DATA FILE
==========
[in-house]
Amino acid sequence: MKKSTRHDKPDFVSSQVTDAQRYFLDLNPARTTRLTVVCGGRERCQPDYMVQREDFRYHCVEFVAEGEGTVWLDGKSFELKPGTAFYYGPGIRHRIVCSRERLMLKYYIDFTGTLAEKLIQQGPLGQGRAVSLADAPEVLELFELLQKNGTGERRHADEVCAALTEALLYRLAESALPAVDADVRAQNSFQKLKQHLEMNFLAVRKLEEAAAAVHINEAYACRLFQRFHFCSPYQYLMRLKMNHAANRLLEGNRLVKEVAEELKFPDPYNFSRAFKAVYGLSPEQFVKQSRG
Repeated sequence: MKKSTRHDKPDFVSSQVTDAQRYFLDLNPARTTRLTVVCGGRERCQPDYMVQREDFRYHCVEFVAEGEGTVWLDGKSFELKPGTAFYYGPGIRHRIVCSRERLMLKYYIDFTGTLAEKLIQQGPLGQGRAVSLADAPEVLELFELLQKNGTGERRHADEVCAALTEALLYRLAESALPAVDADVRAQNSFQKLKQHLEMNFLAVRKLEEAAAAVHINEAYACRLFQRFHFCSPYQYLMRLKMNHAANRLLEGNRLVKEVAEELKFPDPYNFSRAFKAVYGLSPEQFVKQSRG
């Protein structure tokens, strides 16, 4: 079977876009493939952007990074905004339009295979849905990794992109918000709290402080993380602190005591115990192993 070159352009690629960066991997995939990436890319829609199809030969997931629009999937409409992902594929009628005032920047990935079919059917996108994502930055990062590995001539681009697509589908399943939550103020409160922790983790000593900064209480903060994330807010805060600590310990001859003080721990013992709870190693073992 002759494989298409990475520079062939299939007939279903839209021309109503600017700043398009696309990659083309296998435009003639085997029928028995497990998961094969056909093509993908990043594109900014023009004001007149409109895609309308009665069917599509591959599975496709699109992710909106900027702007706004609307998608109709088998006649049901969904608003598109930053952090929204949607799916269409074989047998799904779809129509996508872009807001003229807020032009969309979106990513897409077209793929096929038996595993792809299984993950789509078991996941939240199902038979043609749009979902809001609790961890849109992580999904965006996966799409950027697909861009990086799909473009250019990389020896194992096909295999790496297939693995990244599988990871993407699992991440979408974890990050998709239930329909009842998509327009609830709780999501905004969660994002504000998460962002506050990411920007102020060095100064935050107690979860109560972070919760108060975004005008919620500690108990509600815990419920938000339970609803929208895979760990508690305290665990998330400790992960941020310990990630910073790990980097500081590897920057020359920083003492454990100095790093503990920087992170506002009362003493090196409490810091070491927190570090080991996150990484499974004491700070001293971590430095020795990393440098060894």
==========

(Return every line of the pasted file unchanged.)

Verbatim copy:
[in-house]
Amino acid sequence: MKKSTRHDKPDFVSSQVTDAQRYFLDLNPARTTRLTVVCGGRERCQPDYMVQREDFRYHCVEFVAEGEGTVWLDGKSFELKPGTAFYYGPGIRHRIVCSRERLMLKYYIDFTGTLAEKLIQQGPLGQGRAVSLADAPEVLELFELLQKNGTGERRHADEVCAALTEALLYRLAESALPAVDADVRAQNSFQKLKQHLEMNFLAVRKLEEAAAAVHINEAYACRLFQRFHFCSPYQYLMRLKMNHAANRLLEGNRLVKEVAEELKFPDPYNFSRAFKAVYGLSPEQFVKQSRG
Repeated sequence: MKKSTRHDKPDFVSSQVTDAQRYFLDLNPARTTRLTVVCGGRERCQPDYMVQREDFRYHCVEFVAEGEGTVWLDGKSFELKPGTAFYYGPGIRHRIVCSRERLMLKYYIDFTGTLAEKLIQQGPLGQGRAVSLADAPEVLELFELLQKNGTGERRHADEVCAALTEALLYRLAESALPAVDADVRAQNSFQKLKQHLEMNFLAVRKLEEAAAAVHINEAYACRLFQRFHFCSPYQYLMRLKMNHAANRLLEGNRLVKEVAEELKFPDPYNFSRAFKAVYGLSPEQFVKQSRG
């Protein structure tokens, strides 16, 4: 079977876009493939952007990074905004339009295979849905990794992109918000709290402080993380602190005591115990192993 070159352009690629960066991997995939990436890319829609199809030969997931629009999937409409992902594929009628005032920047990935079919059917996108994502930055990062590995001539681009697509589908399943939550103020409160922790983790000593900064209480903060994330807010805060600590310990001859003080721990013992709870190693073992 002759494989298409990475520079062939299939007939279903839209021309109503600017700043398009696309990659083309296998435009003639085997029928028995497990998961094969056909093509993908990043594109900014023009004001007149409109895609309308009665069917599509591959599975496709699109992710909106900027702007706004609307998608109709088998006649049901969904608003598109930053952090929204949607799916269409074989047998799904779809129509996508872009807001003229807020032009969309979106990513897409077209793929096929038996595993792809299984993950789509078991996941939240199902038979043609749009979902809001609790961890849109992580999904965006996966799409950027697909861009990086799909473009250019990389020896194992096909295999790496297939693995990244599988990871993407699992991440979408974890990050998709239930329909009842998509327009609830709780999501905004969660994002504000998460962002506050990411920007102020060095100064935050107690979860109560972070919760108060975004005008919620500690108990509600815990419920938000339970609803929208895979760990508690305290665990998330400790992960941020310990990630910073790990980097500081590897920057020359920083003492454990100095790093503990920087992170506002009362003493090196409490810091070491927190570090080991996150990484499974004491700070001293971590430095020795990393440098060894």